3) An Economic & Institutional Framework that ensures a stable macroeconomic environment, competition, flexible labour markets and adequate social protection. The 2004 Index of Economic Freedom, compiled by the Wall Street Journal and The Heritage Foundation, categorised Ireland as a ´Free´ economy, and ranked Ireland 5th out of 155 countries worldwide. It also states that ´Ireland has one of the world´s most pro-business environments, especially for foreign businesses and foreign investment´ and that ´Ireland´s policy framework promotes an open and competitive business environment´.[/i]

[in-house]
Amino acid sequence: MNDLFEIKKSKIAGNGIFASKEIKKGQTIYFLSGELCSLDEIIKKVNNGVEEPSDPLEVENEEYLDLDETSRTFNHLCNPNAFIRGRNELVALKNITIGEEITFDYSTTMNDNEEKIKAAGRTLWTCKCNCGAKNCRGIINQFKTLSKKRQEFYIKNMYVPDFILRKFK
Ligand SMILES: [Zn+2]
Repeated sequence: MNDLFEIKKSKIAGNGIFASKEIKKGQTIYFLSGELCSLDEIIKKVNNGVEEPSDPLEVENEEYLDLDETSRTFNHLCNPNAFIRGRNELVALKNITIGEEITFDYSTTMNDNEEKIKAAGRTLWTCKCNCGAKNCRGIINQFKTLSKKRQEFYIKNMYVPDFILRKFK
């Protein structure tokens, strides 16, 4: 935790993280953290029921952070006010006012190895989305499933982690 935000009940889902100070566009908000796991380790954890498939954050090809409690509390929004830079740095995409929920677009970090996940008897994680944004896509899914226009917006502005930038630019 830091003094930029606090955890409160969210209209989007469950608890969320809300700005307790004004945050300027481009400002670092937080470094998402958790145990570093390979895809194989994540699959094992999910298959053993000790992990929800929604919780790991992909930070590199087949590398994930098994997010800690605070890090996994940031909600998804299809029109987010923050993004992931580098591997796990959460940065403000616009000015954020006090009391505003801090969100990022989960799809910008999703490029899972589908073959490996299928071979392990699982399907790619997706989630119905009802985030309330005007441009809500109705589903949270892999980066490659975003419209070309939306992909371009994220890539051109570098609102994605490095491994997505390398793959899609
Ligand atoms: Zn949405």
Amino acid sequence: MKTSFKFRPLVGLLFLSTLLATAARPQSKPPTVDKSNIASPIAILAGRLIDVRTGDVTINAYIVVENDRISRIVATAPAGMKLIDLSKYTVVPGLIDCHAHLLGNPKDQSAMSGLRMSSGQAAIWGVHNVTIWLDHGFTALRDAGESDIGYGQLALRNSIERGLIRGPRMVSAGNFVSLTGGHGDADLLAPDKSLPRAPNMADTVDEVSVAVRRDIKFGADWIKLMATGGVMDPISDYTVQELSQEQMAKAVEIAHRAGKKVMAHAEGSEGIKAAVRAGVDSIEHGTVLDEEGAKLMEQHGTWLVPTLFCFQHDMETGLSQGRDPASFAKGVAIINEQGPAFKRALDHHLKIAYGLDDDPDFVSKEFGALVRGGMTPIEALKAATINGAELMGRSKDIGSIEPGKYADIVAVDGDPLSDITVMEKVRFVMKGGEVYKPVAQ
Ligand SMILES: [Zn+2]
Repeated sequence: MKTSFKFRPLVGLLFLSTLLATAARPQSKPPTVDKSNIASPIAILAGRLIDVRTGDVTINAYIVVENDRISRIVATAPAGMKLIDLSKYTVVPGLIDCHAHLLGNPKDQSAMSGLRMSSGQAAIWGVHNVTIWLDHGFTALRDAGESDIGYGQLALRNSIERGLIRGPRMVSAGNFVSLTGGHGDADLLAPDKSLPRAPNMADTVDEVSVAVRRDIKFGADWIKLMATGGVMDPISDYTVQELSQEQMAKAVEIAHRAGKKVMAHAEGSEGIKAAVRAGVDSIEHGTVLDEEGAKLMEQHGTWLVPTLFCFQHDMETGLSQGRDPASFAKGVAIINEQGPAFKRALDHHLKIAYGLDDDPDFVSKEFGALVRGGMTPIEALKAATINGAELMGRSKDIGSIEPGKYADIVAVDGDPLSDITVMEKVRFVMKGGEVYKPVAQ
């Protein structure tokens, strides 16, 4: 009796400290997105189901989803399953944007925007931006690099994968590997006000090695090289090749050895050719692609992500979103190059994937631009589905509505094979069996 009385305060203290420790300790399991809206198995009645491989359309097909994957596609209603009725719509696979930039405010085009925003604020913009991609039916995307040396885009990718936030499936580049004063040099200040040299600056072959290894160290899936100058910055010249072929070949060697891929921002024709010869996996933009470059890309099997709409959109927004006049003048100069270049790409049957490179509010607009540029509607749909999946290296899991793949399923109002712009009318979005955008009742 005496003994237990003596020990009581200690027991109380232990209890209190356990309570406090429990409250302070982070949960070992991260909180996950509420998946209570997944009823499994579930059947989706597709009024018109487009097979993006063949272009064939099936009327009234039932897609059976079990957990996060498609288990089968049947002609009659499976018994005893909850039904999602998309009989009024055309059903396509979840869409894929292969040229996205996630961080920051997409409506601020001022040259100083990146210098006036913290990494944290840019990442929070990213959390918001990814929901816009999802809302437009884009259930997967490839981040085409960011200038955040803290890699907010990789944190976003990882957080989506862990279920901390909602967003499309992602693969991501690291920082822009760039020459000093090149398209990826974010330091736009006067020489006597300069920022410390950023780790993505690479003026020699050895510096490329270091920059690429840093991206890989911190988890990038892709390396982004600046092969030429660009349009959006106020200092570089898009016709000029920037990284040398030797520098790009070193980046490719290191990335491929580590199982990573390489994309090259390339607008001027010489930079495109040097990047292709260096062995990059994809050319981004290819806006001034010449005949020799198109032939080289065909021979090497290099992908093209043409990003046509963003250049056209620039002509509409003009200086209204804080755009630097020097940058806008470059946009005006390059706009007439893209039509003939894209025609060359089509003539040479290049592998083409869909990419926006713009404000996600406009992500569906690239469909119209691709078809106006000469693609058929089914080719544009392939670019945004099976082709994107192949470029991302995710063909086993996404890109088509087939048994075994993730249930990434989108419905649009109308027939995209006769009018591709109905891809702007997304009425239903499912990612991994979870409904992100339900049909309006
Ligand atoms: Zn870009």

Unfortunately, many of the factors that attracted those companies are no longer applicable, such as the most competitive low tax regime in the EU, competitive wage rates, a currency that could be used to drive exports, and a pro-business environment, etc. The boom in exports that drove the actual Celtic Tiger in the 90s stagnated when Ireland joined the Eurozone, and Ireland will end a decade of Eurozone membership with substantially less exports than when it began it. Likewise, Eurozone membership has led to rapid price inflation and to rapid wage inflation with wages being more than double their level prior to joining the Eurozone. In addition, the EU’s fetish for regulation has imposed an annual cost burden of billions on Irish companies. The EU has also expanded to include East Bloc countries that now have lower tax regimes than Ireland with Estonia, for example, having zero corporation tax compared to Ireland’s 12.5% rate.